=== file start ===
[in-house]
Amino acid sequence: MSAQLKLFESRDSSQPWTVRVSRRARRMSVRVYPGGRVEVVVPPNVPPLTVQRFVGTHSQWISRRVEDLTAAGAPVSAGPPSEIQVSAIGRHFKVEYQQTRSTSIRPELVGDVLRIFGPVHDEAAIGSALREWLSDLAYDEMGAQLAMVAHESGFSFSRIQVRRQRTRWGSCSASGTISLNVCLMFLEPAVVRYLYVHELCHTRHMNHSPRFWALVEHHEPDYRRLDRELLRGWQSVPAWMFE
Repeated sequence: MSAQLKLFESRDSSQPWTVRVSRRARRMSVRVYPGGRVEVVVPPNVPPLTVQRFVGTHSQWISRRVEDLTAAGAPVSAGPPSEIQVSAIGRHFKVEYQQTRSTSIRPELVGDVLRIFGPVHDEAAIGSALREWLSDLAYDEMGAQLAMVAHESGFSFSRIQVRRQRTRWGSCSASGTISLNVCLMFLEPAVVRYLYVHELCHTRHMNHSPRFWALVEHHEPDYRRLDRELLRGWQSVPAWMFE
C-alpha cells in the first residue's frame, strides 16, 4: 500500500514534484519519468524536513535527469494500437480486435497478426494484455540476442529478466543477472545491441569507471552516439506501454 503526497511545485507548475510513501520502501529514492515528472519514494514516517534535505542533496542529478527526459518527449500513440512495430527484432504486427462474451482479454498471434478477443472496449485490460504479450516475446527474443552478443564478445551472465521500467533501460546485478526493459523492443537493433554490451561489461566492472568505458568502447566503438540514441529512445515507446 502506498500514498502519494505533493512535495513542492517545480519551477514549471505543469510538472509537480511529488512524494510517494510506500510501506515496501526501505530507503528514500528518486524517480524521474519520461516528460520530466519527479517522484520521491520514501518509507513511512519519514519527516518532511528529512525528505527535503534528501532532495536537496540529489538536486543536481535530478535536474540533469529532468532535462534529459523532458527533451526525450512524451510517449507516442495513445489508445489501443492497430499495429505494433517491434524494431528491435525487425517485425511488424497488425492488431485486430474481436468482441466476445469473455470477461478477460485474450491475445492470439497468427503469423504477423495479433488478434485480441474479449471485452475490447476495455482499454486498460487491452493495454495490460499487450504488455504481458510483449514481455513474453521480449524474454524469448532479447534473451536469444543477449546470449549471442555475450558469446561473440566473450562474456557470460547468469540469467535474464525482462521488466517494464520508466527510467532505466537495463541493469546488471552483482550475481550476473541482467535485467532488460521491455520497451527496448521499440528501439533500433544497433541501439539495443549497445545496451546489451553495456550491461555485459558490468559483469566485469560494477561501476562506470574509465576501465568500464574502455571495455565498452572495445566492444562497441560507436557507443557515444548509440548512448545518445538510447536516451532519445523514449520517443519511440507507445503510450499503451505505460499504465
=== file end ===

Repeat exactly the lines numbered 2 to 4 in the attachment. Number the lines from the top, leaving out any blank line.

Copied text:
Amino acid sequence: MSAQLKLFESRDSSQPWTVRVSRRARRMSVRVYPGGRVEVVVPPNVPPLTVQRFVGTHSQWISRRVEDLTAAGAPVSAGPPSEIQVSAIGRHFKVEYQQTRSTSIRPELVGDVLRIFGPVHDEAAIGSALREWLSDLAYDEMGAQLAMVAHESGFSFSRIQVRRQRTRWGSCSASGTISLNVCLMFLEPAVVRYLYVHELCHTRHMNHSPRFWALVEHHEPDYRRLDRELLRGWQSVPAWMFE
Repeated sequence: MSAQLKLFESRDSSQPWTVRVSRRARRMSVRVYPGGRVEVVVPPNVPPLTVQRFVGTHSQWISRRVEDLTAAGAPVSAGPPSEIQVSAIGRHFKVEYQQTRSTSIRPELVGDVLRIFGPVHDEAAIGSALREWLSDLAYDEMGAQLAMVAHESGFSFSRIQVRRQRTRWGSCSASGTISLNVCLMFLEPAVVRYLYVHELCHTRHMNHSPRFWALVEHHEPDYRRLDRELLRGWQSVPAWMFE
C-alpha cells in the first residue's frame, strides 16, 4: 500500500514534484519519468524536513535527469494500437480486435497478426494484455540476442529478466543477472545491441569507471552516439506501454 503526497511545485507548475510513501520502501529514492515528472519514494514516517534535505542533496542529478527526459518527449500513440512495430527484432504486427462474451482479454498471434478477443472496449485490460504479450516475446527474443552478443564478445551472465521500467533501460546485478526493459523492443537493433554490451561489461566492472568505458568502447566503438540514441529512445515507446 502506498500514498502519494505533493512535495513542492517545480519551477514549471505543469510538472509537480511529488512524494510517494510506500510501506515496501526501505530507503528514500528518486524517480524521474519520461516528460520530466519527479517522484520521491520514501518509507513511512519519514519527516518532511528529512525528505527535503534528501532532495536537496540529489538536486543536481535530478535536474540533469529532468532535462534529459523532458527533451526525450512524451510517449507516442495513445489508445489501443492497430499495429505494433517491434524494431528491435525487425517485425511488424497488425492488431485486430474481436468482441466476445469473455470477461478477460485474450491475445492470439497468427503469423504477423495479433488478434485480441474479449471485452475490447476495455482499454486498460487491452493495454495490460499487450504488455504481458510483449514481455513474453521480449524474454524469448532479447534473451536469444543477449546470449549471442555475450558469446561473440566473450562474456557470460547468469540469467535474464525482462521488466517494464520508466527510467532505466537495463541493469546488471552483482550475481550476473541482467535485467532488460521491455520497451527496448521499440528501439533500433544497433541501439539495443549497445545496451546489451553495456550491461555485459558490468559483469566485469560494477561501476562506470574509465576501465568500464574502455571495455565498452572495445566492444562497441560507436557507443557515444548509440548512448545518445538510447536516451532519445523514449520517443519511440507507445503510450499503451505505460499504465